A friend with a sweet tooth was coming over to spend the afternoon watching movies yesterday, a perfect opportunity to bake something suitably rich and indulgent, something with chocolate. As I’d already had Paul Hollywood’s How To Bake book out to make sourdough, I leafed through it in search of inspiration and stopped at the description for the Chocolate and pecan tart – like a good treacle tart but more sophisticated. Beloved is a big fan of treacle tart (of anything with golden syrup really) so I thought this would do splendidly. It did:
The recipe involved making a sweet pastry – this one has a high butter to flour ratio so it does need a long chilling time + quick rolling but it is wonderfully short. The filling I played around with a little. It includes melted butter and dark chocolate, whisked into beaten eggs; then sugar and golden syrup brought to boiling point, cooled and whisked slowly into the chocolate/ egg mix; a little vanilla extract and a whole load of chopped pecans. Despite our friend’s sweet tooth and Beloved’s love of golden syrup, I reduced the quantities a bit and increased the quantity of chocolate. I’m glad I did as the tart was still rich and sweet but not overpoweringly so. Very, very good indeed.
An annual tradition this, staying with Beloved’s brother in Wales for his birthday and making him a cheesecake. I’ve made a couple of cheesecakes for friends and family this summer already so the recipe I used for this one was a mash up of sorts and it worked out beautifully. It is simple and quick to do and also relatively healthy as it hardly uses any sugar and while I am not a greatest fan of white chocolate, it works very well here with the combination of fragrant raspberries and coconut in the base.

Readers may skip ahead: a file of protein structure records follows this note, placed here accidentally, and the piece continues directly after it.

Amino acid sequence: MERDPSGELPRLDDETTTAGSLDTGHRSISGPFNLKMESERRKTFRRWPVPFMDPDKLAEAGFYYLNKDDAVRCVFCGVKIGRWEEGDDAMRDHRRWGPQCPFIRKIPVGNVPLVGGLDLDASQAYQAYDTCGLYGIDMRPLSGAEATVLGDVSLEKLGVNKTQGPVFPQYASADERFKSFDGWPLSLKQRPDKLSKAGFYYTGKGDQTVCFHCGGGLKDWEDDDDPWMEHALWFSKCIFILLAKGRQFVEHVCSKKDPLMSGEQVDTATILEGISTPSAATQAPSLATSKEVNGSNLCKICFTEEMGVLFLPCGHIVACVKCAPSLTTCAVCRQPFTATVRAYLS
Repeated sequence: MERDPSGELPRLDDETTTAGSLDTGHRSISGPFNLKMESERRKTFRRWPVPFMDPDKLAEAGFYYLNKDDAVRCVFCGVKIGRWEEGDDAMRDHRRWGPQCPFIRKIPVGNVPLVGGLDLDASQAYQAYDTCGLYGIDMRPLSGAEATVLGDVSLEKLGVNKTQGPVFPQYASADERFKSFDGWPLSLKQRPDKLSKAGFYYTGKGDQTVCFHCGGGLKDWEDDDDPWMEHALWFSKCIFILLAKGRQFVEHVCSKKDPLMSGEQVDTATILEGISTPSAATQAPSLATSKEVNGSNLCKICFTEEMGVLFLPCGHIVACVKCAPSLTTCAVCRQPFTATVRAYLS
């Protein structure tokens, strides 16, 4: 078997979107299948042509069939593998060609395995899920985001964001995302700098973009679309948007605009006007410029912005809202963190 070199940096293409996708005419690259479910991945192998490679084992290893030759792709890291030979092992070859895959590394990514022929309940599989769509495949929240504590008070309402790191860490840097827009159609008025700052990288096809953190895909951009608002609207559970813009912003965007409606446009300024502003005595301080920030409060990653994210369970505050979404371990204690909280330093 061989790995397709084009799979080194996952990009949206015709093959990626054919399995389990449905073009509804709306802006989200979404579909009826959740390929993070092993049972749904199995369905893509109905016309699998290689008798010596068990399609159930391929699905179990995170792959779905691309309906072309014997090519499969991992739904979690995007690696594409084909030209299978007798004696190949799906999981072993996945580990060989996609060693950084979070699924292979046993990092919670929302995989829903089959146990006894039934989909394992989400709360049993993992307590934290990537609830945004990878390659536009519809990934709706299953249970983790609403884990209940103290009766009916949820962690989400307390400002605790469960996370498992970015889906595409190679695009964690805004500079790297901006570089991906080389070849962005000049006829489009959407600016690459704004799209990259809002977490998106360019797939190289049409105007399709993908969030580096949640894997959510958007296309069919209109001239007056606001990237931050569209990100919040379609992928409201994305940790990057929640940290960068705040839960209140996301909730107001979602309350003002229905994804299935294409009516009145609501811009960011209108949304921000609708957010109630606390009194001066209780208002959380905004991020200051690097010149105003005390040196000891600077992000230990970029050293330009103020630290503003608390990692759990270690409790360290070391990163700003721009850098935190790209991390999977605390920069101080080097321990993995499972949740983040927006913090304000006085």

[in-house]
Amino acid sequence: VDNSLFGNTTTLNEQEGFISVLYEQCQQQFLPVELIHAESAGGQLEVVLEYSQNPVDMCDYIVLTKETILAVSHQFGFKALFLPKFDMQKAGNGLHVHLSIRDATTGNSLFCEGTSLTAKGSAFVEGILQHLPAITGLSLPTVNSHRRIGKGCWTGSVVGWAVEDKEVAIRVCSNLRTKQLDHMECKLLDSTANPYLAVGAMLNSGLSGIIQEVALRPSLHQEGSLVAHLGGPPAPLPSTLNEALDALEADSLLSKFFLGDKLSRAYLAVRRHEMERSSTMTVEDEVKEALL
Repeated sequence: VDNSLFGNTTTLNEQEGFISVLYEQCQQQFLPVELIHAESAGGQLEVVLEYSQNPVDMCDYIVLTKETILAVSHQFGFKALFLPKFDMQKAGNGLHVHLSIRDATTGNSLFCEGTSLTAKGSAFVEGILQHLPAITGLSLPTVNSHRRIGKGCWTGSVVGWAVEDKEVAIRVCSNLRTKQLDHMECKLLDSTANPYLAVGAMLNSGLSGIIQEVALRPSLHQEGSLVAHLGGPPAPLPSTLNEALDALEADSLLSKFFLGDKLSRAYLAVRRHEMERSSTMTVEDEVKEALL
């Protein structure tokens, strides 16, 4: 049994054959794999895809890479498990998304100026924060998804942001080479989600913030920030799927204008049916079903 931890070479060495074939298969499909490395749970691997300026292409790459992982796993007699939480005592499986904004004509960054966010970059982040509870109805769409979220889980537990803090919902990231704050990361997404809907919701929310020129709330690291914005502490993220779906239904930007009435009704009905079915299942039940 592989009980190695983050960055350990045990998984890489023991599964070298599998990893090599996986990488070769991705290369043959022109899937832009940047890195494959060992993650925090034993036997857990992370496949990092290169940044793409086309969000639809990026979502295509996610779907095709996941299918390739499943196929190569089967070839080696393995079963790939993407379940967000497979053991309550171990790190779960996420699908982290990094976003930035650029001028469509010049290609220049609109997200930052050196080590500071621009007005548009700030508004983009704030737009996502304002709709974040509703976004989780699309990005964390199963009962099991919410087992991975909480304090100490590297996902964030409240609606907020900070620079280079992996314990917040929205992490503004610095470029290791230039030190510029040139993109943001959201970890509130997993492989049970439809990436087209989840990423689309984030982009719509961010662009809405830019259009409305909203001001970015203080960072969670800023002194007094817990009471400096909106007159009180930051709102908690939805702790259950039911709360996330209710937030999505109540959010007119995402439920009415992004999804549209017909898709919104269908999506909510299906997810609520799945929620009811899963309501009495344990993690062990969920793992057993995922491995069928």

Ingredients and method
Wash and clean 225g ripe raspberries, put them in a bowl and sprinkle with 1tsp of sugar and a squeeze of lemon juice (I also squeezed a little orange juice as I found half an orange in the fridge, but this isn’t necessary). Leave to macerate while you get on with the rest of the cake. For the base: crush 150g digestive (unsweetened) biscuits in a plastic bag with a rolling pin or pulse briefly in the food processor then mix with 50g desiccated coconut. Melt 110g butter and pour over biscuit/ coconut mix, combine then press down into a 23cm springform tin lined (bottom and side) with baking parchment. Leave to cool in the fridge. To make the filling, melt 200g white chocolate in a bowl over a saucepan of simmering water (making sure that the bowl doesn’t touch the water). While this is happening, mix 250g mascarpone (or any other cream cheese) and 250g Greek yoghurt to combine, then add the melted chocolate and mix well. Briefly puree the raspberries with a blender then combine with white chocolate, cream cheese and yoghurt mix. Spread over the base, working from the outer edges towards the centre, smooth the top and refrigerate for at least 4 hours.
I’ve also made this cake with strawberries and think it could work well with blackberries too. Here’s a photo of a slice – I had to work fast here to take photos as the cake was quickly disappearing!
I had some ripe pears and sort of combined elements of two Hugh FW recipes to come up with this little treat to follow Easter lunch. Very simple and now I wish there was more of it.
Peel and cut 3 pears into small pieces, add 3 chopped dried figs, 2 finely chopped blobs of stem ginger and mix with a couple of table spoons of stem ginger syrup. Leave for an hour or so. In a separate bowl whisk about 75g Greek yoghurt and about the same amount of double cream into soft peaks. Spoon the fruit and ginger into 2 bowls, top with yoghurt/cream and sprinkle with almond flakes.